Alkaline products include lime products, plaster and mortar, oven and drain cleaners, dishwasher powders, fertilizers, and sparks from "sparklers." They can cause serious damage in a very short time, depending on the type, strength, and the length of time the alkali is in contact with the body. Alkaline chemicals are able to penetrate and damage the deeper layers of tissue.
When a chemical burn occurs, find out what chemical caused the burn.Call a Poison Control Center immediately for more information about how to treat the burn. When you call the Poison Control Center, have the chemical container with you, so you can read the contents label to the Poison Control staff member.
Most chemical burns are treated first by rinsing (flushing) the chemical off your body with a large amount of cool water, but not all chemicals are treated this way. It is important to treat the burn correctly to avoid further complications.
Some alkali burns are made worse if rinsed (flushed) with water.
The most important first aid for a chemical in the eye is to immediately flush the substance out with large amounts of water to reduce the chance of serious eye damage. For any chemical burn to the eye, see the topic Burns to the Eye.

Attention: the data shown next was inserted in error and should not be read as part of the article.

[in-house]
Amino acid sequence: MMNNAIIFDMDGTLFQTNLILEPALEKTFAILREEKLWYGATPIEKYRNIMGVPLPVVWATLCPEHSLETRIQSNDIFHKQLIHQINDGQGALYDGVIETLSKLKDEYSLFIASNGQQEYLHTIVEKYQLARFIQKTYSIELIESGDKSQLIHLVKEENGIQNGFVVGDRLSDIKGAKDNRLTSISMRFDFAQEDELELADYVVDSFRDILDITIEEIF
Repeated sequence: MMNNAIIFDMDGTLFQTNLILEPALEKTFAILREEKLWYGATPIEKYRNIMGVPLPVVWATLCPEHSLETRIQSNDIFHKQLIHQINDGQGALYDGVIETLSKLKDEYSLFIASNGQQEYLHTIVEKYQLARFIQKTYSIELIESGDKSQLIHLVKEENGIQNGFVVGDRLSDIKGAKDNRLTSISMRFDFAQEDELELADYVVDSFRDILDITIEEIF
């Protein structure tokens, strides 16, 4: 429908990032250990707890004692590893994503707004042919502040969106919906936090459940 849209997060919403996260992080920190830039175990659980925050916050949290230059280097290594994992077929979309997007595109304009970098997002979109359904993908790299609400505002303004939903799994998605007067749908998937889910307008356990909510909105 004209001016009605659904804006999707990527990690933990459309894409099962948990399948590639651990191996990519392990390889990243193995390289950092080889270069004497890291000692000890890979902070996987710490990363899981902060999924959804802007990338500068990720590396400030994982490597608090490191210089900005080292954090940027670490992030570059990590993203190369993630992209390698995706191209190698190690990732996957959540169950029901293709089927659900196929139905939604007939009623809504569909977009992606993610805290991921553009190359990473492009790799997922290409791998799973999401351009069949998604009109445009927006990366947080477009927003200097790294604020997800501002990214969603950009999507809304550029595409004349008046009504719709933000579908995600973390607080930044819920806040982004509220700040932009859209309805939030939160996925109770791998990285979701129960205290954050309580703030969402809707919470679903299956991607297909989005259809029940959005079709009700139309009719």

ByHealthwise Staff Primary Medical Reviewer William H. Blahd, Jr., MD, FACEP - Emergency Medicine Adam Husney, MD - Family Medicine Kathleen Romito, MD - Family Medicine Specialist Medical Reviewer H. Michael O'Connor, MD, MMEd, FRCPC - Emergency Medicine Martin J. Gabica, MD - Family Medicine
Current as ofNovember 20, 2017
Current as of:
November 20, 2017
William H. Blahd, Jr., MD, FACEP - Emergency Medicine & Adam Husney, MD - Family Medicine & Kathleen Romito, MD - Family Medicine & H. Michael O'Connor, MD, MMEd, FRCPC - Emergency Medicine & Martin J. Gabica, MD - Family Medicine
To learn more about Healthwise, visit Healthwise.org.
© 1995-2018 Healthwise, Incorporated. Healthwise, Healthwise for every health decision, and the Healthwise logo are trademarks of Healthwise, Incorporated.